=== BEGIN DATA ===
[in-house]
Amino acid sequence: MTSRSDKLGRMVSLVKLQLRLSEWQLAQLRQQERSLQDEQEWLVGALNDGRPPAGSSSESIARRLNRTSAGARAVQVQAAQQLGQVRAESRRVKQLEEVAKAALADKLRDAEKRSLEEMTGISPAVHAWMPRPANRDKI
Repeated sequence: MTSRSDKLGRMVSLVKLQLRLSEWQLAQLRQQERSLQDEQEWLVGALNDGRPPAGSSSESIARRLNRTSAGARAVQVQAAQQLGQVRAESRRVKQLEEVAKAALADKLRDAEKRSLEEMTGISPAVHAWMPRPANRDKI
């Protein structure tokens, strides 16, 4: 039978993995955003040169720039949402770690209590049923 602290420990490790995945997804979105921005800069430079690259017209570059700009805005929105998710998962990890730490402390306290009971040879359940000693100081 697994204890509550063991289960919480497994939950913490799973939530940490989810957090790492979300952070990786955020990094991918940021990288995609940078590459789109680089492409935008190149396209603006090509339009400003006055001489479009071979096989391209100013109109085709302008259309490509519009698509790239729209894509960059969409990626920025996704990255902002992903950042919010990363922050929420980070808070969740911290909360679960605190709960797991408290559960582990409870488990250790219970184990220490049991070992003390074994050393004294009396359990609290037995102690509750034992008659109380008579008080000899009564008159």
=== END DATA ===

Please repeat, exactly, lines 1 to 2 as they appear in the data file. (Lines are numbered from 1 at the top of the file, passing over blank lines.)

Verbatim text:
[in-house]
Amino acid sequence: MTSRSDKLGRMVSLVKLQLRLSEWQLAQLRQQERSLQDEQEWLVGALNDGRPPAGSSSESIARRLNRTSAGARAVQVQAAQQLGQVRAESRRVKQLEEVAKAALADKLRDAEKRSLEEMTGISPAVHAWMPRPANRDKI